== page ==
This isn’t good news re how colleges are working with students on a key college choice element. One quote: “Key players in the ecosystem, including higher education administrators… often seem to ignore many of the specific competencies today’s employers are measuring as well as the advanced methods by which their new assessments are capturing skills.”

More on how to show students and potential students that your college can prepare them for career success in “Mapping the Wild West of Pre-Hire Assessment.”
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Landing Page Conversion: A Guide for Beginners

What landing page elements are most important in creating desired conversions? Even for experienced people there is value in stepping back and reviewing detailed recommendations on page elements to consider for maximum success.

That’s what you’ll find in “What is a Landing Page? A Beginner’s Guide to Generate Conversions.”

Compare the advice here, for instance, with this landing page from the University of Massachusetts Isenberg School used in a recent online ad asking potential accounting students: “You’re ready for career growth? Why hold back?”
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New Logo Plan: Another One Bites the Dust

When and why is a new logo needed? Unless you have evidence-based reasons to show that a current logo is damaging effective marketing, why venture into the dangers (and costs) lurking in the swamp of logo replacement?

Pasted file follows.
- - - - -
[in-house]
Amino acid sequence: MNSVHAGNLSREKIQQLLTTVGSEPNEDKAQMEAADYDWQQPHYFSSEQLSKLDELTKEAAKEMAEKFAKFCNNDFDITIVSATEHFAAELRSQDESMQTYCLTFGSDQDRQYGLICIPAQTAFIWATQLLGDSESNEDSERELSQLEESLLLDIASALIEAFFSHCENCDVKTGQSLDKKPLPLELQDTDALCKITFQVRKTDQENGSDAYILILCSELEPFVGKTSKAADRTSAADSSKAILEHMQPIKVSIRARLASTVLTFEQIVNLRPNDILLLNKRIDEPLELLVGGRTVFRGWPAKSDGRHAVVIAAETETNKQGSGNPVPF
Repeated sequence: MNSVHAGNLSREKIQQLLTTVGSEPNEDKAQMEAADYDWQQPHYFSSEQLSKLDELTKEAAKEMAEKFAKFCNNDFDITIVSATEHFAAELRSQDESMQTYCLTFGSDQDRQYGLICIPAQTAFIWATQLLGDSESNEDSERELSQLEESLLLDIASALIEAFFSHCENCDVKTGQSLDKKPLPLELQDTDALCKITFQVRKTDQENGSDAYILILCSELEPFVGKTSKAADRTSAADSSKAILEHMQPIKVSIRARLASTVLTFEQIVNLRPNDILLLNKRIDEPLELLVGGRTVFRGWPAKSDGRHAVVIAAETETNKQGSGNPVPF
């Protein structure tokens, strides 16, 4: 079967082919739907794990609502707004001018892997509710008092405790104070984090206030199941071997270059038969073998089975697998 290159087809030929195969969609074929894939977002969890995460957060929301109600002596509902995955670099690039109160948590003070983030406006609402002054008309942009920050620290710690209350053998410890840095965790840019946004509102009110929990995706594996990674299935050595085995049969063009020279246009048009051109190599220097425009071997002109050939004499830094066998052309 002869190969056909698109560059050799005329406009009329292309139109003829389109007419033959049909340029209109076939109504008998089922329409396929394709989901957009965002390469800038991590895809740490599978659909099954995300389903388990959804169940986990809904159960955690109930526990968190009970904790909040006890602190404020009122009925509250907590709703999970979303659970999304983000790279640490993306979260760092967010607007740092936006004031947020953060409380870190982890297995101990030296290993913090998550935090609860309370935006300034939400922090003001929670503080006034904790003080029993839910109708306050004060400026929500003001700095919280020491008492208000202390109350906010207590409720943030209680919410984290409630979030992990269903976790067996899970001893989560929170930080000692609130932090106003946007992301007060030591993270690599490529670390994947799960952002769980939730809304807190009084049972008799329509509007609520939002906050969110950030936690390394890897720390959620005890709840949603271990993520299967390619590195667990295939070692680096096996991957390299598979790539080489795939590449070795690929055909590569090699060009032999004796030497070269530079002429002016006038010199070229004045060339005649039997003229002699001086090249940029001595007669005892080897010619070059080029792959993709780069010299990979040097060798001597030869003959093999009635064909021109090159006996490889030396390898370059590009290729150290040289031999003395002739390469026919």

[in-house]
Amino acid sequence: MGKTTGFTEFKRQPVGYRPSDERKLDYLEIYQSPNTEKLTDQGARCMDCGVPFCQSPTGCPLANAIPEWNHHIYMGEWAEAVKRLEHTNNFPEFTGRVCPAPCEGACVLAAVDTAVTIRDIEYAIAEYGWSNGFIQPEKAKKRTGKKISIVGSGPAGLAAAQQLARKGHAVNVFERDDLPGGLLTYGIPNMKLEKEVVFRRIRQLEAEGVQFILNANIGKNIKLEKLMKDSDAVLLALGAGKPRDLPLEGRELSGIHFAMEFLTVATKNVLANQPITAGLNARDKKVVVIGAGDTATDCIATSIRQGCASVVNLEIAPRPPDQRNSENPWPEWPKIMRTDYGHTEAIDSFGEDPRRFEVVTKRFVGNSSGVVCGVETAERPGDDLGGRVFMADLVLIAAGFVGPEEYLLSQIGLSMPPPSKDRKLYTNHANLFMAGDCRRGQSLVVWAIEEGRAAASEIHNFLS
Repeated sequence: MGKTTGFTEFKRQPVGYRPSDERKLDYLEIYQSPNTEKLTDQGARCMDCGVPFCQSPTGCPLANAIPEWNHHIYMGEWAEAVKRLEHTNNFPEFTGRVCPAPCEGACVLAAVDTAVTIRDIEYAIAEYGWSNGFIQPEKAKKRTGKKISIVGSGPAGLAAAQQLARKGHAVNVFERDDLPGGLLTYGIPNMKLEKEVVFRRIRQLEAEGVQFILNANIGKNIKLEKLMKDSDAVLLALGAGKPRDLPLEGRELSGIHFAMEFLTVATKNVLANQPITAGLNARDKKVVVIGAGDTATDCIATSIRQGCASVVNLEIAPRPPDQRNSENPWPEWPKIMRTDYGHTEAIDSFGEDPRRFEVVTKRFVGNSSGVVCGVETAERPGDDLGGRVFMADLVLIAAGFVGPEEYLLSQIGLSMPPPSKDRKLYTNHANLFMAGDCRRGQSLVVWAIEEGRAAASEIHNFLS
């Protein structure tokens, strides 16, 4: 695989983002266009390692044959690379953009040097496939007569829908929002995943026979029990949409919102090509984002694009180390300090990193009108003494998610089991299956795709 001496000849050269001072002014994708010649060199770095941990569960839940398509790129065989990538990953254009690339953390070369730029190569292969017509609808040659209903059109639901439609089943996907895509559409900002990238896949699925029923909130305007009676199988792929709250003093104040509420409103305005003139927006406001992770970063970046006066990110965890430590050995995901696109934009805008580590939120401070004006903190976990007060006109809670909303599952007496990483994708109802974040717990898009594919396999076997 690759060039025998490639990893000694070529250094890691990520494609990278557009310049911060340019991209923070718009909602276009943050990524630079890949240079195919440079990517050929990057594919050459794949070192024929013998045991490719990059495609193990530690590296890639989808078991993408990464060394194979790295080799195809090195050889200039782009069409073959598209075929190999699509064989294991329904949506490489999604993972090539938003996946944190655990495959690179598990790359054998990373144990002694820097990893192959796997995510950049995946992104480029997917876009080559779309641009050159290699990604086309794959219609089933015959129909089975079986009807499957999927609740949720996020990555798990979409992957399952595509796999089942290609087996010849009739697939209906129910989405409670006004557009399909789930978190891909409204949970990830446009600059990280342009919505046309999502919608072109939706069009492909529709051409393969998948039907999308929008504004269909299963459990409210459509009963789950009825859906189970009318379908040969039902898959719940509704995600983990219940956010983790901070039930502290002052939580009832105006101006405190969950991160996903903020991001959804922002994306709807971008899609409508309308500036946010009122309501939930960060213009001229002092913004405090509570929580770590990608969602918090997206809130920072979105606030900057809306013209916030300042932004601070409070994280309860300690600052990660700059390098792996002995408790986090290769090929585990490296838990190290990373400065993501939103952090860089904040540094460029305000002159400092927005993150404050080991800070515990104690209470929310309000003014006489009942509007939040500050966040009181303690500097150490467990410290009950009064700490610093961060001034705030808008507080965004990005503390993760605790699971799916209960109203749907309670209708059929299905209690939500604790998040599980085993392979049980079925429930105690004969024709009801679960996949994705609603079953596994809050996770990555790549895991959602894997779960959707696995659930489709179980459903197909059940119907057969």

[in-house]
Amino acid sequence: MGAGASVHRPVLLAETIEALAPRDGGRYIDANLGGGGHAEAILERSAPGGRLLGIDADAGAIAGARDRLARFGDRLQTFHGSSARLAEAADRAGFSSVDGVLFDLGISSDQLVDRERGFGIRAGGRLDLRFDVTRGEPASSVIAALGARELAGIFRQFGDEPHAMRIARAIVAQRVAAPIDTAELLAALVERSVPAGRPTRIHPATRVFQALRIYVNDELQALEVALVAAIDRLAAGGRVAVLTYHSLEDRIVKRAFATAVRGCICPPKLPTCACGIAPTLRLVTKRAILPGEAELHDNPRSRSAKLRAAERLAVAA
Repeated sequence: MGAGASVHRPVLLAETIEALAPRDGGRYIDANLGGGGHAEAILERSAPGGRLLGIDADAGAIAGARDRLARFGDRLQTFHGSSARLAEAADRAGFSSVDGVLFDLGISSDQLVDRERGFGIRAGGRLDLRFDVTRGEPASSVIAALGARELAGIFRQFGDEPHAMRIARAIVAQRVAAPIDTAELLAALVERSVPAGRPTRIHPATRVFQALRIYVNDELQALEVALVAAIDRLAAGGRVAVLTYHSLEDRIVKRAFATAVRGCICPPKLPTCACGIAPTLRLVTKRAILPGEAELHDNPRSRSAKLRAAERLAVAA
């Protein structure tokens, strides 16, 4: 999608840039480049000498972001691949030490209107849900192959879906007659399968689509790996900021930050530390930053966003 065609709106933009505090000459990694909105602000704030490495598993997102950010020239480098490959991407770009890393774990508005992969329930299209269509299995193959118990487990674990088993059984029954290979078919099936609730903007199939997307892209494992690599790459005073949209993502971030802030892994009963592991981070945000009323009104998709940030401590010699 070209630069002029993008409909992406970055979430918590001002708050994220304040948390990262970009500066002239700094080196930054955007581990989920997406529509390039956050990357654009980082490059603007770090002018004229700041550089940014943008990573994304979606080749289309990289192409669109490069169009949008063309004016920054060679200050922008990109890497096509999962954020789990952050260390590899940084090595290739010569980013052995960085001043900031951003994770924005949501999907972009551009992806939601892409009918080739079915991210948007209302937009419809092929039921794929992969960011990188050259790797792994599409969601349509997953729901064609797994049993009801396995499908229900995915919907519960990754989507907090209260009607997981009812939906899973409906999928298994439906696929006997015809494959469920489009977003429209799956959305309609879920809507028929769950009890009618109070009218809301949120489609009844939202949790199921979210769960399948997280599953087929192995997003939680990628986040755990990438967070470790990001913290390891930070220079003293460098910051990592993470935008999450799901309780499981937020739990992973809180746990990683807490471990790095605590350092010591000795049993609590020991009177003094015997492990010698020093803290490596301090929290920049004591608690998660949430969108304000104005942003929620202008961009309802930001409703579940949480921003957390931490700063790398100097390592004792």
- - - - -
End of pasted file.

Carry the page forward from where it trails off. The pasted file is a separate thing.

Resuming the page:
That swamp claimed recent efforts at Mount Holyoke College. The Vice President, Communications and Marketing, responds with a detailed review of what went wrong. New efforts will include creating a “formal student design advisory board.” The agency creatives will love that.

In essence, we “listened but did not hear” student comments during the development phase in “Logo Proposal Community Response.”
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Most Popular Topic in December Newsletter: “Forget the Funnel” in Admissions Marketing

The “funnel” concept always was misleading. Some people actually believed that the more inquiries added during a recruitment season, the more students might enroll. That leads to excessive expenditures on list purchases and contact costs.

For a new perspective on replacing the “funnel” strategy, see Sean Carton’s “10 Full Circle Marketing Steps” in “Forget the Funnel.”
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Be a marketing champion on your campus.

Bob Johnson, Ph.D.
President
Bob Johnson Consulting, LLC